Cutting back on salt is a very common health recommendation, but for vegetarians and vegans getting too much salt may be less of a concern. According to a 2012 study, vegans had a 63% reduced risk of having high blood pressure, compared to regular meat-eaters, and vegetarians had a 43% reduced risk.
Vegetarians and vegans did so well mainly due to having lower body mass indexes, plus higher potassium intakes, lower insulin levels and (thinner) blood viscosity.
“I have been [vegan and gluten-free] now for about 6 weeks, and I have decided to make it my life. I am loving it so much. … I had my blood pressure checked and it is bang on perfect again.”
– Maria, age 30s, Brampton, ON
Iodine, though, may become an issue for vegetarians, due to the common practice of substituting sea salt for ordinary table salt. Table salt is fortified with iodine. The other dietary sources for iodine are dairy products (due to cow’s teats being washed with an iodine solution), foods grown in soil near the ocean, seaweed and other seafoods.
Iodine is needed for healthy thyroid function which regulates metabolism. Both too much, and too little iodine can result in abnormal thyroid metabolism. According to the UK Vegan Society: “Iodine deficiency during pregnancy and early infancy can result in cretinism (irreversible mental retardation and severe motor impairments)…. Hypothyroidism can manifest as low energy levels, dry or scaly or yellowish skin, tingling and numbness in extremities, weight gain, forgetfulness, personality changes, depression, anaemia, and prolonged and heavy periods in women.” And according to the Mayo Clinic, an overactive or underactive thyroid gland can also lead to hair loss.
There are components in soy, flax seeds, and raw cruciferous vegetables (broccoli, cauliflower, cabbage, etc) that counteract iodine. People who experience thyroid problems from eating soy, may just need extra iodine.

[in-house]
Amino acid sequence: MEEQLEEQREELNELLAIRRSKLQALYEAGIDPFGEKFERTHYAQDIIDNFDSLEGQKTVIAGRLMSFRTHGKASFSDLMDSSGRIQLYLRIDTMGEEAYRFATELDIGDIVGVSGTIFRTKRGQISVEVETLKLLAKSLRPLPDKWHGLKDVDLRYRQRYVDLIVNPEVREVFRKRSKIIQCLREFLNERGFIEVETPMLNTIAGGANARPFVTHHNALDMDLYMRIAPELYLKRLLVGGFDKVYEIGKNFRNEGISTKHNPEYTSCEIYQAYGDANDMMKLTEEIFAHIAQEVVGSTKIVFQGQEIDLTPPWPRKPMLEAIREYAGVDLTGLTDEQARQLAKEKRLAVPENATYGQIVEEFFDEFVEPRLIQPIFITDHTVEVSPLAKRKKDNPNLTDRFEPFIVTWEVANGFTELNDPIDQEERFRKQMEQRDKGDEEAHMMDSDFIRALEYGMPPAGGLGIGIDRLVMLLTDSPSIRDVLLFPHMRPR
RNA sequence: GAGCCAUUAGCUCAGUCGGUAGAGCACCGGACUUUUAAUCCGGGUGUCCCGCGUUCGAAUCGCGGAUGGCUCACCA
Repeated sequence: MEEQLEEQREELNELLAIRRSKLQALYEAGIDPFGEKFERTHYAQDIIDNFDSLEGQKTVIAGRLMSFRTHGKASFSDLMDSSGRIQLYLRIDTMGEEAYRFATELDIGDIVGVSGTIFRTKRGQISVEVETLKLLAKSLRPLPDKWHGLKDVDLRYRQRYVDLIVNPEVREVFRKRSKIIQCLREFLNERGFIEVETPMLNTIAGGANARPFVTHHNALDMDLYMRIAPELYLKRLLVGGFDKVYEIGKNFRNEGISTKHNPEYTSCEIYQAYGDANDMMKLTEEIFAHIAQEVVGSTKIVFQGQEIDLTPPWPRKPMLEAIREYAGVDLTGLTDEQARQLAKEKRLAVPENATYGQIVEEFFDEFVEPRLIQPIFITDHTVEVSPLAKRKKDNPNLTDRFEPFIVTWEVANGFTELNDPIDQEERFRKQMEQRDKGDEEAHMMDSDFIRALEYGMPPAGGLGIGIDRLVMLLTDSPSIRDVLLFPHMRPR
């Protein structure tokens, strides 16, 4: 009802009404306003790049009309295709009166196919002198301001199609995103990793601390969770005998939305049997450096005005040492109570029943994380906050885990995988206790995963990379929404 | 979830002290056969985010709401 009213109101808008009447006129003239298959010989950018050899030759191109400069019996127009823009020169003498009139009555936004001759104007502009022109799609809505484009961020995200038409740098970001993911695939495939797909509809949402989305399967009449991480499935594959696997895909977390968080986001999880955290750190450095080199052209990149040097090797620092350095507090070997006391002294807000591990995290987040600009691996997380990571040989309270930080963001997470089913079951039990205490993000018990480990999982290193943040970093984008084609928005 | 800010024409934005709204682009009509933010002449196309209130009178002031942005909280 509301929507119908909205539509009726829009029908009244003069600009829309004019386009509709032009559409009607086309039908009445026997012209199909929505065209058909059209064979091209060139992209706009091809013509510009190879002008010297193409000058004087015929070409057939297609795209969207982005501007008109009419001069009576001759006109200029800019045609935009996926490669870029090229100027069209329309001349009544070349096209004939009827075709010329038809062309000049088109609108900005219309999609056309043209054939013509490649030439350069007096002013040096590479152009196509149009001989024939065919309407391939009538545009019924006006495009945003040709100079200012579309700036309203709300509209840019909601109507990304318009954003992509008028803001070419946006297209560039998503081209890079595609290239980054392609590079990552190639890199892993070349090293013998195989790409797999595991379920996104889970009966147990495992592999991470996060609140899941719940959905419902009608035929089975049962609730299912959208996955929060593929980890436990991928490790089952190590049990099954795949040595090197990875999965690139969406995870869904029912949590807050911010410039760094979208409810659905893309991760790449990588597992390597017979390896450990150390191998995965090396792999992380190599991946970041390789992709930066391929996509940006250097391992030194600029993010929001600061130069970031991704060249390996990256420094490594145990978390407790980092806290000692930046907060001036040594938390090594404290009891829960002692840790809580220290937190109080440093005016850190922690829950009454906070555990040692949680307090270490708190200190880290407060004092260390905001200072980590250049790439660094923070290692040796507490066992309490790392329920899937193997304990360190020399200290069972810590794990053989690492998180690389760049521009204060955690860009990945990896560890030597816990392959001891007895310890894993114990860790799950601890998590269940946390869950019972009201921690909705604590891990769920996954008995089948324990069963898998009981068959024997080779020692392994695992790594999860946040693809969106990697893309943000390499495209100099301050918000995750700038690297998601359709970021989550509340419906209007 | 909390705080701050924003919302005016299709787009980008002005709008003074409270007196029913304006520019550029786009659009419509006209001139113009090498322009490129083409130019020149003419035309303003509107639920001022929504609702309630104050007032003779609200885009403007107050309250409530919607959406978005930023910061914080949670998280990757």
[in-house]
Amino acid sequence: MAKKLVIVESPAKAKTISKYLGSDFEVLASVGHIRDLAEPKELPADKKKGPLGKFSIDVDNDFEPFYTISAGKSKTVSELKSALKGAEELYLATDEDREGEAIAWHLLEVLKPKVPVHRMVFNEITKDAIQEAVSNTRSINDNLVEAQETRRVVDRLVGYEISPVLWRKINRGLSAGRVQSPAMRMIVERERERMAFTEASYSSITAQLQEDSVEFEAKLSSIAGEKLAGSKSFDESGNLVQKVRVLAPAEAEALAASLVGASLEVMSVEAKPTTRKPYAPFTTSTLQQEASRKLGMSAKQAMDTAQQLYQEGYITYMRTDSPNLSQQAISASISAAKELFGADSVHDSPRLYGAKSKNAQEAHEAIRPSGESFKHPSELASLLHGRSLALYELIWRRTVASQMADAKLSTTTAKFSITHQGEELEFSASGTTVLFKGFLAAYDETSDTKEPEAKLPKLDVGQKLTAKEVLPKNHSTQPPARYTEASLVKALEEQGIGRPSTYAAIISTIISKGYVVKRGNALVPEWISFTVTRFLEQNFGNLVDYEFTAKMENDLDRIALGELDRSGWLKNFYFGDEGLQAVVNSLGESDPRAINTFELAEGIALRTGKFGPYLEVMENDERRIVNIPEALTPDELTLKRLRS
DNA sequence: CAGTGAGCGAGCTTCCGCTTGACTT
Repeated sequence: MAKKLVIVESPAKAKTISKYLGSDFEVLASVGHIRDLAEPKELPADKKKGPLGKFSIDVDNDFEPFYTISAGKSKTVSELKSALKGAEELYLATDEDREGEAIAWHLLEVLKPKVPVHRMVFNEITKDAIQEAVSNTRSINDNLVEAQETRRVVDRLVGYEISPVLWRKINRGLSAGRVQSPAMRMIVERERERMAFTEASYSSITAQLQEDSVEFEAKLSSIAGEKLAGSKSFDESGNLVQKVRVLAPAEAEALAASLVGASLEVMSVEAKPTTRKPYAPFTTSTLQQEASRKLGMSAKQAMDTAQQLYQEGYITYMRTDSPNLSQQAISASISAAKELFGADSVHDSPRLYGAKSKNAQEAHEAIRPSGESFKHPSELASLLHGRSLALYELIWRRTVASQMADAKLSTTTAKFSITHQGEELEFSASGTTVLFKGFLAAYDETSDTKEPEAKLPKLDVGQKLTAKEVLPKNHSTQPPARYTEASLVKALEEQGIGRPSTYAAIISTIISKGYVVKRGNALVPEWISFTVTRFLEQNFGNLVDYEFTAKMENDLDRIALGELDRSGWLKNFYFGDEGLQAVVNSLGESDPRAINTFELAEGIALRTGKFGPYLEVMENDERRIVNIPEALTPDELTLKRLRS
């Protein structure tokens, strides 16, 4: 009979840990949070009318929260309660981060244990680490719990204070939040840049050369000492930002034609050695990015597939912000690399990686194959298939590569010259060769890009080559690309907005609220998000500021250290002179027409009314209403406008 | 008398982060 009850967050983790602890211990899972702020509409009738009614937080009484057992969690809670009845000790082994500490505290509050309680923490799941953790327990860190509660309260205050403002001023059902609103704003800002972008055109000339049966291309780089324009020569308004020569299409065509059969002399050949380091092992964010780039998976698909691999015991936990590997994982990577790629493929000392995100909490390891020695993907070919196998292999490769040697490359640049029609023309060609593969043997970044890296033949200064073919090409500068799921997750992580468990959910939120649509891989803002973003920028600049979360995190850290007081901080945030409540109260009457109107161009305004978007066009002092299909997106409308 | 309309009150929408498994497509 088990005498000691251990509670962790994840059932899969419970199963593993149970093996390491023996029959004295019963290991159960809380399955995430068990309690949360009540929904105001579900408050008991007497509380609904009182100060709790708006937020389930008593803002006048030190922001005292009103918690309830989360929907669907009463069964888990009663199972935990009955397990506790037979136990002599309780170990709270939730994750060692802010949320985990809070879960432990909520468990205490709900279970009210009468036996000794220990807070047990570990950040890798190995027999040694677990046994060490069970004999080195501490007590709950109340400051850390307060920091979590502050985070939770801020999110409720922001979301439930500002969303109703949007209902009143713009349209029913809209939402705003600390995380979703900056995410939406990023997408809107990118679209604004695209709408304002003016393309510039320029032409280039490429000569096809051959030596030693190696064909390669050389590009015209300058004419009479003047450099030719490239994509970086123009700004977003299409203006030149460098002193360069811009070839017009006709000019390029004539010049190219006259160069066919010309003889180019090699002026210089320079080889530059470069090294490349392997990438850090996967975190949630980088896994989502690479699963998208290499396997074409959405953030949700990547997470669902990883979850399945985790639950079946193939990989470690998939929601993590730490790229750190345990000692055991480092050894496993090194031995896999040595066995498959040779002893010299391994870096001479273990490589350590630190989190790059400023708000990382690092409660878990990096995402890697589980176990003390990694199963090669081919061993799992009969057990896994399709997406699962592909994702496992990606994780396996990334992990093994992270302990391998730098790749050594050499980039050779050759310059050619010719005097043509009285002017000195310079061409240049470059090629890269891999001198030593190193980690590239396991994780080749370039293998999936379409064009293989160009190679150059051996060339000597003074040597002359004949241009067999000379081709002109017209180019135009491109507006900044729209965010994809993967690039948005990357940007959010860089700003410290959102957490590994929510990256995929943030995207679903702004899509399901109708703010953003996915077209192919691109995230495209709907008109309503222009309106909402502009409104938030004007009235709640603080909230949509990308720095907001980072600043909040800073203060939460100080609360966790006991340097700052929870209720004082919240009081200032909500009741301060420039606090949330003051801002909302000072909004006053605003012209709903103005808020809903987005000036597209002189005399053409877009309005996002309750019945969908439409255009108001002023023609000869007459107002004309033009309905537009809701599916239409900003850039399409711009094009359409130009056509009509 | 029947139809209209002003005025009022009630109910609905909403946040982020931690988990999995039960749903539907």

In Canada and the United States, you can get enough iodine from 1/4 teaspoon of iodized salt per day. Note: most packaged foods are made with non-fortified salt. In Europe there is much less iodine in table salt.
Some brands of sea salt are now fortified. Kosher salt contains no iodine. One can also take iodine supplements.
Eating seaweed (multiple times a week), will probably get you adequate iodine. But levels are variable and seaweed can provide too much iodine (iodine toxicity) if eaten in excess, especially for kelp (kombu). Just 15 grams of dried kelp provides a year’s supply for one person. According to the UK Vegan Society: “Consumption of more than 100g/year (by dried weight) of most seaweeds carries a significant risk of thyroid disorder due to iodine intakes in excess of 1000 micrograms per day.” One brand of seaweed, Main Coast, lists iodine content for their kelp to be 2110% of RDA for a 7 gram serving. For their dulse flakes, a 3 gram (one tablespoon) serving equals 330% RDA, meaning a one teaspoon amount is all you should take.
Nori, the seaweed used for sushi, is lower in iodine and several sheets can be eaten per day.
• Iodine, veganhealth.org
• See Iodine of the American Dietetic Association’s 2009 Vegetarian Position Paper.
• Iodine (link not working), UK Vegan Society
• Nutrition Diva: Is Seaweed Good For You?